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“Sushila’s Bhakti” is a short story in an anthology of short stories entitled “Out on Main Street” which is a collection of other stories by Shani Mootoo an Indo-Trinidadian-Canadian writer. Almost all the stories in this particular collection have a very strong association with both the Caribbean and Canadian cultures; they are diasporic and continental in the way the author has tackled various issues highlighted in this collection. In ‘Sushila’s Bhakti’, the main character is a Trinidadian-Canadian artist who constantly works hard to deal with her skewered self-perception as ‘a good Brahmin girl’. She is faced with the challenge of being in a community where she is subjected to bow before a patriarchal, and all knowing God. In this regard therefore, Sushila opts to embark on a journey of prayer and a practice that will however not contradict her innate desire of not bowing before a god.

Throughout her life in this new city, Sushila wrestles with trying to understand her origin not from God but in terms of what really makes her Indian, she is interested in knowing the authenticity of her origins which she believes is deeply engraved in her Indian culture. In a section of the story, she is quoted as saying “I want to connect with my point of origin. Not the point of origin as in ‘Who-made-me-God-made-me,’ nor the point at which we are said to have flipped over from animal to human, but rather the origin of Indian-ness. … What is my point of origin? How far back do I need to go to feel properly rooted (Mooto, 1993)?”

Sushila clearly identifies that culture is indeed a multi faceted concept capable of transforming the way a society co-exists (Maver, 2009). Despite the fact that she lives in a place with cultural pluralism where there is some kind of discrimination against the people from the Caribbean, Sushila finally gets her identity from deeply engaging in a journey of soul searching with the sole intention of identifying what is unique about her origin. She engages in “Bhakti” a term derived from the Sanskrit which basically involves a devotion to a personalized God. She comes to question the fact that the only thing Indian about her is her name “Sushila” and her skin colour; all these she argues is like a lie to her identity. She does not allow herself to get assimilated in the new culture. She does not allow herself to be carried away by cultural brokerage which was the norm in Canada. She comes to the full understanding of the reality that life in this land is after all not a bed of roses as she thought when she first migrated to this strange country (Maver, 2009).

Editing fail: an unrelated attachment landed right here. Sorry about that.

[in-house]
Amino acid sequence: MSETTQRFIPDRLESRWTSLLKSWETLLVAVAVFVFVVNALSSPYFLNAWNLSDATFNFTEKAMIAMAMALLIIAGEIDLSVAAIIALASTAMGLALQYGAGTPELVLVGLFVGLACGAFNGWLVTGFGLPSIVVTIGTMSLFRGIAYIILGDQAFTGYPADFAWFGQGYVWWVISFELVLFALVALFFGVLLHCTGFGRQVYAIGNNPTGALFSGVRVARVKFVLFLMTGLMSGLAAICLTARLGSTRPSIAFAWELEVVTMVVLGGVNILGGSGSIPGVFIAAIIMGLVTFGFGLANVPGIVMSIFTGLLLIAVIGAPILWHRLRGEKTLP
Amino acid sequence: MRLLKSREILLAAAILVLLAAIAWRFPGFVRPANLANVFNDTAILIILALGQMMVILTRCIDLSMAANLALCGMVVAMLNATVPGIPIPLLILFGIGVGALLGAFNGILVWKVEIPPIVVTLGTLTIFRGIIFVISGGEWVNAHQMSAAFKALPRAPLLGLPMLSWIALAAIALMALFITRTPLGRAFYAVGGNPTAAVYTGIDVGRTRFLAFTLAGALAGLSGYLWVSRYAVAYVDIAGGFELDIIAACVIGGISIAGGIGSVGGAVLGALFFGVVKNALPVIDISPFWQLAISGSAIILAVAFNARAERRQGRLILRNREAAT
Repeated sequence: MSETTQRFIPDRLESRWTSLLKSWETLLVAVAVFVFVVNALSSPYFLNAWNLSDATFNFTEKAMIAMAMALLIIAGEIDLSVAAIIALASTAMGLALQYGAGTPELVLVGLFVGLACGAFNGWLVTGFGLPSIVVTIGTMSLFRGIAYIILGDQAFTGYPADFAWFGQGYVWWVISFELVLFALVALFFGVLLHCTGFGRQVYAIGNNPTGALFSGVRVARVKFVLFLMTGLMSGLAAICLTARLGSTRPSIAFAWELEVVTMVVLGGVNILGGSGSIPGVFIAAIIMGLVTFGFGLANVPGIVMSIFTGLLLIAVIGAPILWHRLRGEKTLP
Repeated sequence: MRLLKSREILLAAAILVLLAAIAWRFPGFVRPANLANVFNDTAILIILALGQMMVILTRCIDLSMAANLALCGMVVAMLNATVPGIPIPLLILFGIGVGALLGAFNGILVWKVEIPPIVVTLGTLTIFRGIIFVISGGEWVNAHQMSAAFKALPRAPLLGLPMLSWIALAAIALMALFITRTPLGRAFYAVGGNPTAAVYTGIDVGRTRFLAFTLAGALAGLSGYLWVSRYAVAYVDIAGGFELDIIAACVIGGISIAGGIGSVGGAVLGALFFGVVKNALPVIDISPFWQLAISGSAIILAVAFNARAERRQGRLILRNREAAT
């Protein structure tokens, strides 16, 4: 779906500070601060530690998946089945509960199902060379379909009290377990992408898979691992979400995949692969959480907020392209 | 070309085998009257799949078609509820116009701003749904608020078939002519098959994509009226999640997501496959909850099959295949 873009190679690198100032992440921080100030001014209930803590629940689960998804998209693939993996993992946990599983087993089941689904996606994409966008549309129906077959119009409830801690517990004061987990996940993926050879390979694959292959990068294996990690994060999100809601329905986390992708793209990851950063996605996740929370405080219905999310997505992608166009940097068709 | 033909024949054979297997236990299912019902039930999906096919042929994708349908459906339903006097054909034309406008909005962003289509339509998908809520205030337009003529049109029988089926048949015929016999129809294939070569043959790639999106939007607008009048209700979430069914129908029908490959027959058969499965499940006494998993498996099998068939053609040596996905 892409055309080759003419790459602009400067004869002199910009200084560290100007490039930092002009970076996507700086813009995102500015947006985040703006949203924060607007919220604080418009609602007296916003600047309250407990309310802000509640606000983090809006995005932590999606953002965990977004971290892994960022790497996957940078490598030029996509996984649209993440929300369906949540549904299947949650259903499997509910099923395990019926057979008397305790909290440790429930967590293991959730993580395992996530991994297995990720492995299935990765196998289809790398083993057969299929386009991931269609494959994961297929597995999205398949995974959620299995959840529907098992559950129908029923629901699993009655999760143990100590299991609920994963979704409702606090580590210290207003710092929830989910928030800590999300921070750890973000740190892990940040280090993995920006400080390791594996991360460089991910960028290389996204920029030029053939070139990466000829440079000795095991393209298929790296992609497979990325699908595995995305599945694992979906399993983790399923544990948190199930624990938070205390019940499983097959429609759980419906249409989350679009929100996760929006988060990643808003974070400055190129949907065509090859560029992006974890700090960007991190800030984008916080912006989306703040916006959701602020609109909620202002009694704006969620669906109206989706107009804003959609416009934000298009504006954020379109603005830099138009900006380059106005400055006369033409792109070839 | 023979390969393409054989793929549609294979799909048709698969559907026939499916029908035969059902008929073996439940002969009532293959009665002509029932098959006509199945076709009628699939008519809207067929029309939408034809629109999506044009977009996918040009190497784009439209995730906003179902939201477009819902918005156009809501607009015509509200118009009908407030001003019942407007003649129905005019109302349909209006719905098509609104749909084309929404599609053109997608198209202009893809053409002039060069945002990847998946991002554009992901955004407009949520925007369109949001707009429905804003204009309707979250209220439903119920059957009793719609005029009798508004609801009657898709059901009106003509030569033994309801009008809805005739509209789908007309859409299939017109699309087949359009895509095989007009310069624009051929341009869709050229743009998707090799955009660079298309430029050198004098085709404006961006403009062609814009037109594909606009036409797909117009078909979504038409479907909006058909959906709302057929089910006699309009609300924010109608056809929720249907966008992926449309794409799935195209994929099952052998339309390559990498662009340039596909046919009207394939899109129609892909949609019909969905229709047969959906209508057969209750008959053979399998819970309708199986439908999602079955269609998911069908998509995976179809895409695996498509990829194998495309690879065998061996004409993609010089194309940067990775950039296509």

As Sushila stood at a distance to watch and marvel at her great piece of work, she saw her identity in the t-shirt. It was at this point in that she wondered whether she was Hindu, Indian or Trinidadian.  It was hard for her to separate herself from the tree since she believed that she had some elements of them all. She is of the opinion that she is faced with this challenge of identity since she is out to come up with her own identity based on her own definition and tools and not on any past written history or social order. In as much as at some point she feels obliged to follow her past cultures and experiences, at the end of this story Sushila feels like she is a free bird at last who’s identity can only be found within the richness of her artistic designs. She is contented with her new found image of being an independent being in a society filled with slavery to history.  

Sushila has been portrayed as an artist in this story. She uses saffron for her art; she uses deep orange colorings on her hands while at the same time wearing traces of white or pink from her fingernails. She is of the opinion that, the art of mehendi which originated in her early Trinidadian life during which it was unused is a very important asset in her business. She channels it into her work; she uses henna which was traditionally used for decoration especially for brides. By mixing it with water just like her grandmother back in Trinidad used to before kneading flour for baking, she is of the opinion that that was indeed a true reflection of her identity. Through her continued business which she defines as an art of freedom, she begins to emancipate herself from societal discrimination. She feels contented working unlike many other immigrants who struggle with fusing in the Canadian culture. Her act of Bhakti triggers many memories that she believes should be the ideal way of defining a true culture. She is particularly interested by the fact that she does not have to struggle to be like “the others” but instead believes in her own principles of self identity (Maver, 2009). Through her art, she feels more organically connected to herself. According to the author, the search for an identity can be its own reward devoid of heartache. Ultimately, Sushila realizes she does not have to conform to any documented history but instead believes that she can get her identity from her own experiences.

In conclusion it is important to understand that the focus of Indo-Caribbean literature has always been centered on theme of indentured systems, the divide and rule tactics of colonial government, the status of Indians in relation to other races as well as the birth of the second diaspora. There is a misconception among the supporters of the second diaspora that life in North America is all easy and luxurious; this has led to massive migration from the Caribbean into North America. However, as illustrated in among other stories “Far From Family”, “American Dad” and Sushila’s Bhakti, it is evident that life in North America is just as hard, there are problems of identity and economic struggle while new ones like family disintegration still develop (Maver, 2009).

 

 

 

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